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It’s Crunch Time For Jim Schwartz’s Career With The Lions

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Detroit Lions head coach Jim Schwartz watches the action on the sidelines during the game against the Atlanta Falcons at Ford Field on December 22, 2012 in Detroit, Michigan. The Falcons defeated the Lions 31-18. (Photo by Leon Halip/Getty Images)

Detroit Lions head coach Jim Schwartz watches the action on the sidelines during the game against the Atlanta Falcons at Ford Field on December 22, 2012 in Detroit, Michigan. The Falcons defeated the Lions 31-18. (Photo by Leon Halip/Getty Images)

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By Eric Thomas

Should Jim Schwartz be fired? I think the answer is “yes” — but after this year. If you’ve been searching for a blog on why Jim Schwartz should be fired right now, keep walking. It would be ludicrous, although not outside the realm of Lion-related possibility, to suggest that Schwartz should have walked after the 2012 season. The team won four games, coming off a ten win season. Despite last year’s stumbles, Jim Schwarz is still best Lions coach since … you’ve been alive. Marty Mornhinweg had fantasies of a four-win season.

Jim Schwarz’s head coaching career comes down to this year. It’s time. A coach should be measured by ability and not some arbitrary timetable, but that’s not possible in the hyper-reactive world we live in. It’s a perfect storm for a coach who’s shown more ability than his record indicates. Let’s be clear: At the end of this season, the Lions will either be in the playoffs or rebuilding. Again.

If the latter holds true, here are reasons to fire Jim Schwartz at the end of the year.

  1. The roster is waaay better. The Lions had history’s worst offseason going into the 2012 season, eclipsed this year by the New England Patriots. Arrests, possession, assaults and a draft where the first round pick didn’t start—but the third round pick did. Ouch. Going into 2013, the Lions stayed blissfully un-arrested, they picked up a few key free agents, and the draft seemed a little better. Jim Schwartz should have been frustrated last year, the team had huge holes. This year looks a lot like the 2011 squad, but better on both sides of the ball.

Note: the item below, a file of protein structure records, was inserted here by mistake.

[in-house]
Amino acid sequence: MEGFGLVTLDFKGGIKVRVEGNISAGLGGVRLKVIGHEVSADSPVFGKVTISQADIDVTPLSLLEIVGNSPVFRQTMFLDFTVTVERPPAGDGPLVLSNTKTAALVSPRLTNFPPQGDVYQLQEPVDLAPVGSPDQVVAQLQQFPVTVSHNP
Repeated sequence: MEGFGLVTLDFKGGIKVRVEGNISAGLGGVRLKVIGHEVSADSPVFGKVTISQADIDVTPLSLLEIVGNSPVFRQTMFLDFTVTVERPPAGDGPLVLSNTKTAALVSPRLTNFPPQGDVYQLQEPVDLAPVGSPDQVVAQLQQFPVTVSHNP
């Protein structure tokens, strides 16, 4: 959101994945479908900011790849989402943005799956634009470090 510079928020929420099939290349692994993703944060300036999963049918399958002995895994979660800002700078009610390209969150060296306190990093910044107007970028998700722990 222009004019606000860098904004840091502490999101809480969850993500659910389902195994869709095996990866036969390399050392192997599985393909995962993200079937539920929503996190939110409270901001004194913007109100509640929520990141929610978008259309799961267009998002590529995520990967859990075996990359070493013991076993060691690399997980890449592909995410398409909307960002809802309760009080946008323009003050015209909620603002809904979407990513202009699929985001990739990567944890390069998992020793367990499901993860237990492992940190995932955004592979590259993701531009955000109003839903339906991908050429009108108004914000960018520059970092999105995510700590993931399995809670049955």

2. The NFC North is ripe. Preseason predictions are always rendered laughable at the end of the season. We have no idea who the break out teams are going to be, and maybe one of them could be in the NFC North. It’s doubtful. Green Bay is still at the top of the division, but they’re due for a rough year. The NFL has few iron clad rules, but oscillation is one of them. If Green Bay stumbles, the Lions have to strike. Chicago is rebuilding and they hired a CFL coach. The Vikings are never good two years in a row, and Adrian Peterson is coming off an MVP season. He’ll come back to earth. The Vikings also have Christian Ponder.
  3. The Calvin-Reggie factor. The widest smile in the locker room needs to be 81. Reggie Bush’s arrival is a coup for Megatron. Teams have another person on the field they must account for. Watch for Bush to get a ton of touches early in the season. When teams adjust, Calvin will gore them. CJ knows this. If Schwartz / Linehan can’t make Reggie Bush and Calvin Johnson work, they’ll never work again.
  4. One is a fluke, two is a trend. They improved incrementally for three seasons, and fell apart last year. We can dismiss one bad season as a fluke, but we can’t ignore two in a row. A second season of struggles changes the scope of Schwartz’s Lion related career. It would mean one good season was the fluke.
  5. Stafford gets another coach. Stafford haters can pack the banners away. He’s your quarterback for the duration. Say, it’s not all bad. You’ve done a lot worse in the past. Schwarz will be the scapegoat and he’ll be sent packing sent packing
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